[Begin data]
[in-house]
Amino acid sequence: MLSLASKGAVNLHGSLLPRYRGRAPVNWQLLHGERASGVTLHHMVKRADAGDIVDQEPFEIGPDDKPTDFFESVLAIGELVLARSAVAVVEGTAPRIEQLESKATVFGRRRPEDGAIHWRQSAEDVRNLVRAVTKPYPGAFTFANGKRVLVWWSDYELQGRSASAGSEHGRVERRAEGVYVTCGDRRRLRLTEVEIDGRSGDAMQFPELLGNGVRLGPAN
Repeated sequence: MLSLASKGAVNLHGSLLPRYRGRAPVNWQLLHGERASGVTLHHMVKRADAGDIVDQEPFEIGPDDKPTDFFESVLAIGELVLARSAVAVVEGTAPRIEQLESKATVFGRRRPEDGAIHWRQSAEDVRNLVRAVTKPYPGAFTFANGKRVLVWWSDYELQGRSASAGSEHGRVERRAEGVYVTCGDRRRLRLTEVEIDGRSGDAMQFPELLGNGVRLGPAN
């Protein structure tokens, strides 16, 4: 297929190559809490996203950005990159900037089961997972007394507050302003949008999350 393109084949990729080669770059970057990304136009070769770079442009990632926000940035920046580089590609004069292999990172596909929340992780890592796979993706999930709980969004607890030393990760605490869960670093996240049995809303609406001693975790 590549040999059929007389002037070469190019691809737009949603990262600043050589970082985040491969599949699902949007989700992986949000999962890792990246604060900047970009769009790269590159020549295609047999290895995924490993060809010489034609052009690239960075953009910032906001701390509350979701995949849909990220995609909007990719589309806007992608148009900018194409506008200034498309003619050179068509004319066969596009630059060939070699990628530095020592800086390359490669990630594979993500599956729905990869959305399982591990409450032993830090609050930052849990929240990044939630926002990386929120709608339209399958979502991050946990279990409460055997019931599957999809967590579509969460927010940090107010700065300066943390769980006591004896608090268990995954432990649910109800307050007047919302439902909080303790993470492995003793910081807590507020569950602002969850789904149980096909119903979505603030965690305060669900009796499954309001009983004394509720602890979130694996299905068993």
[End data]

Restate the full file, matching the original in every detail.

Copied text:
[in-house]
Amino acid sequence: MLSLASKGAVNLHGSLLPRYRGRAPVNWQLLHGERASGVTLHHMVKRADAGDIVDQEPFEIGPDDKPTDFFESVLAIGELVLARSAVAVVEGTAPRIEQLESKATVFGRRRPEDGAIHWRQSAEDVRNLVRAVTKPYPGAFTFANGKRVLVWWSDYELQGRSASAGSEHGRVERRAEGVYVTCGDRRRLRLTEVEIDGRSGDAMQFPELLGNGVRLGPAN
Repeated sequence: MLSLASKGAVNLHGSLLPRYRGRAPVNWQLLHGERASGVTLHHMVKRADAGDIVDQEPFEIGPDDKPTDFFESVLAIGELVLARSAVAVVEGTAPRIEQLESKATVFGRRRPEDGAIHWRQSAEDVRNLVRAVTKPYPGAFTFANGKRVLVWWSDYELQGRSASAGSEHGRVERRAEGVYVTCGDRRRLRLTEVEIDGRSGDAMQFPELLGNGVRLGPAN
């Protein structure tokens, strides 16, 4: 297929190559809490996203950005990159900037089961997972007394507050302003949008999350 393109084949990729080669770059970057990304136009070769770079442009990632926000940035920046580089590609004069292999990172596909929340992780890592796979993706999930709980969004607890030393990760605490869960670093996240049995809303609406001693975790 590549040999059929007389002037070469190019691809737009949603990262600043050589970082985040491969599949699902949007989700992986949000999962890792990246604060900047970009769009790269590159020549295609047999290895995924490993060809010489034609052009690239960075953009910032906001701390509350979701995949849909990220995609909007990719589309806007992608148009900018194409506008200034498309003619050179068509004319066969596009630059060939070699990628530095020592800086390359490669990630594979993500599956729905990869959305399982591990409450032993830090609050930052849990929240990044939630926002990386929120709608339209399958979502991050946990279990409460055997019931599957999809967590579509969460927010940090107010700065300066943390769980006591004896608090268990995954432990649910109800307050007047919302439902909080303790993470492995003793910081807590507020569950602002969850789904149980096909119903979505603030965690305060669900009796499954309001009983004394509720602890979130694996299905068993």